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Iris Dawn Tabangcora, RN

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Iris Dawn is a nurse writer in her 20s who is on the constant lookout for latest stories about Science. Her interests include Research and Medical-Surgical Nursing. She is currently furthering her studies and is seriously considering being a student as her profession. Life is spoiling her with spaghetti, acoustic playlists, libraries, and the beach.
Adrenergic Agonists (Sympathomimetics) Nursing Pharmacology Study Guides

Adrenergic Agonists (Sympathomimetics)

Adrenergic agonists are autonomic nervous system drugs that stimulate the adrenergic receptors of the sympathetic nervous system (SNS), either directly (by reacting with receptor sites) or indirectly (by increasing norepinephrine levels). An adrenergic agonist is also called a sympathomimetic because it stimulates the effects of SNS.
Adrenergic Antagonists (Sympatholytics) Nursing Pharmacology Study Guides

Adrenergic Antagonists (Sympatholytics)

Adrenergic antagonists are also referred to as sympatholytics because they lyse, or block, the effects of the sympathetic nervous system. They react with specific adrenergic receptor sites without activating them, thus preventing the typical manifestations of SNS activation.
Anticholinergics (Parasympatholytics)

Anticholinergics (Parasympatholytics)

Anticholinergics are drugs that oppose the effects of acetylcholine. In essence, they also lyse and block the effects of parasympathetic nervous system (PNS) so they are also called as parasympatholytics.
Cholinergic Agonists (Parasympathomimetics) Nursing Pharmacology Study Guides

Cholinergic Agonists (Parasympathomimetics)

Cholinergic agonists act at the same site as the neurotransmitter acetylcholine (ACh) and increase the activity of the ACh receptor sites throughout the body. Cholinergic agonists act at the same site as the neurotransmitter acetylcholine (ACh) and increase the activity of the ACh receptor sites throughout the body.Cholinergic agonists act at the same site as the neurotransmitter acetylcholine (ACh) and increase the activity of the ACh receptor sites throughout the body. They are also called as parasympathomimetics.
Immune Stimulants Nursing Pharmacology Study Guides

Immunostimulants

Immunostimulants or immune stimulants are drugs that energize the immune system when it is exhausted from fighting prolonged invasion or when the immune system needs help fighting a specific pathogen or cancer cell. It is one of the classifications of drug class called immunomodulators.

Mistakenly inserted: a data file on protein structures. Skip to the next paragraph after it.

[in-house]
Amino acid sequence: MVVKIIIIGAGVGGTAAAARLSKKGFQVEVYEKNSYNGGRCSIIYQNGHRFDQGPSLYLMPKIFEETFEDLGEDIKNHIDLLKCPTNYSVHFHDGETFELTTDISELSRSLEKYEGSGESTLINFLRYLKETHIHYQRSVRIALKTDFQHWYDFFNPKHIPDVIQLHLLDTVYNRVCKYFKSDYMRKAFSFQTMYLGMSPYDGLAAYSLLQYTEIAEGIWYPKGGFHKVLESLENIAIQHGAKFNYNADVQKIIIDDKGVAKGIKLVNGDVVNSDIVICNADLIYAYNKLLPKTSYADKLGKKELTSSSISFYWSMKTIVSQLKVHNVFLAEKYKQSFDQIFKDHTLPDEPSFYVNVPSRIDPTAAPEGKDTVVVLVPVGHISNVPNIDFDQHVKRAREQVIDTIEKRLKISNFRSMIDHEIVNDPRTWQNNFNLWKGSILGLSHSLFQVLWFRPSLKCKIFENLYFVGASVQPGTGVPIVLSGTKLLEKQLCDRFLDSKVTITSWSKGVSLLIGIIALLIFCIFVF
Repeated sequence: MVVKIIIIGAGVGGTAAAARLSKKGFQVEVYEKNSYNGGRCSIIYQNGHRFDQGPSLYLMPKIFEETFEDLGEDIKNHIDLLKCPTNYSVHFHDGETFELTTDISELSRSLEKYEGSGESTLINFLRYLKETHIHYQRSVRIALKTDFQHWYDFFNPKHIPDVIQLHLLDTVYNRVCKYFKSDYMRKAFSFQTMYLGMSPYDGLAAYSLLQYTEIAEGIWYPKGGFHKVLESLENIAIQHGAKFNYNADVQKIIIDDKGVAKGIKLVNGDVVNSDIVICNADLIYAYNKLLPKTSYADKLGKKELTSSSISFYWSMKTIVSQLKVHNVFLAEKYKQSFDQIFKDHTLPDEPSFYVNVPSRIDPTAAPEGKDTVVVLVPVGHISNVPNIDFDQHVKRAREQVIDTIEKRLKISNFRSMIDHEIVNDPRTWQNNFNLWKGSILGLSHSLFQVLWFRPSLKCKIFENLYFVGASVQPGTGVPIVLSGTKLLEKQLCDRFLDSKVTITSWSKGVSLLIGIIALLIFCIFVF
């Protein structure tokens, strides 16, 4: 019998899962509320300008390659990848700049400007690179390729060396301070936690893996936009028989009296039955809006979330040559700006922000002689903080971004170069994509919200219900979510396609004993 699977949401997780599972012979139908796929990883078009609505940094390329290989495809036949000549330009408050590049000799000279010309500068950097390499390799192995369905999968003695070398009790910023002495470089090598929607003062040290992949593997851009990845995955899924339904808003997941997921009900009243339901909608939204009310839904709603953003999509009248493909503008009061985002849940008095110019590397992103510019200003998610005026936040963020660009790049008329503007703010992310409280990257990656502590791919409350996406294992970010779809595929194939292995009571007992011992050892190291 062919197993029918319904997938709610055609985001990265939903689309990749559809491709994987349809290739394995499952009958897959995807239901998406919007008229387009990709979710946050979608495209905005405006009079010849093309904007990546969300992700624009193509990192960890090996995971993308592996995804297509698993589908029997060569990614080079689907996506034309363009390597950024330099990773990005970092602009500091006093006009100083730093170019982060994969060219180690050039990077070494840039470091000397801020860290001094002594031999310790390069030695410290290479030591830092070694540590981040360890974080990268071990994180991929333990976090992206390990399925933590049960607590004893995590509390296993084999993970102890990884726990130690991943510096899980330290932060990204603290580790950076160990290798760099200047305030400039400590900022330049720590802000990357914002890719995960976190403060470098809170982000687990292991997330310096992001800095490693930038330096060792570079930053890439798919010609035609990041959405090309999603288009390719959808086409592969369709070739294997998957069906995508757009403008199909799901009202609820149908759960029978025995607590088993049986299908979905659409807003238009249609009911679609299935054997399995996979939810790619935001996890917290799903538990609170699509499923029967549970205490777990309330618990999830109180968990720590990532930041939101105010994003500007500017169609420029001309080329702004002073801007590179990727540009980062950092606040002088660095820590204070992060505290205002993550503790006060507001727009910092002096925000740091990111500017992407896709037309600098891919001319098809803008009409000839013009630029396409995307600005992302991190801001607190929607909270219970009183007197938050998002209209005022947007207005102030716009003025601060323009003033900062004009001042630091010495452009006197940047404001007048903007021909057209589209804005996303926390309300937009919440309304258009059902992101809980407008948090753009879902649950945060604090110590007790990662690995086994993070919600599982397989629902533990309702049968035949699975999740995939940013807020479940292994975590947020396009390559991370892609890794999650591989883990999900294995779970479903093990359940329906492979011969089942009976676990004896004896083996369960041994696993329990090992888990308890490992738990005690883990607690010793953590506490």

Immune Suppressants Nursing Pharmacology Study Guide

Immunosuppressants

mmunosuppressants or immune suppressants are usually used in conjunction with corticosteroids to block inflammatory reaction and decrease initial damage to cells in cases of organ transplantation and autoimmune diseases.
Antiarthritic Drugs Nursing Pharmacology Study Guide

Antiarthritic Drugs

Antiarthritic agents are drugs that are also used to block the inflammatory process. Antiarthritic drugs include gold compounds.
Salicylates Nursing Pharmacology and Study Guide

Salicylates

Salicylates are salicylic acid compounds with anti-inflammatory, antipyretic (fever-blocking), and analgesic (pain-blocking) properties. These drugs are widely available as nonprescription drugs and are relatively nontoxic when used as directed.
NSAIDs Pharmacology Study Guide for Nurses

Nonsteroidal Anti-Inflammatory Drugs (NSAIDs) and Related Agents

Nonsteroidal anti-inflammatory drugs (NSAIDs) provide strong anti-inflammatory and analgesic effects without the adverse effects associated with corticosteroids. Learn about NSAIDs in this study guide.
Antiviral Drugs: Nursing Pharmacology Study Guide - Nurseslabs

Antiviral Drugs

Antivirals are agents used to treat the diseases caused by viruses such as warts and common colds.

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- Muscular System Anatomy and Physiology

Muscular System Anatomy and Physiology

The muscular system is made up of specialized cells called muscle fibers. Their main function is contractibility. Muscles, connected to bones or internal organs and blood vessels, are in charge for movement. Almost every movement in the body is the outcome of muscle contraction.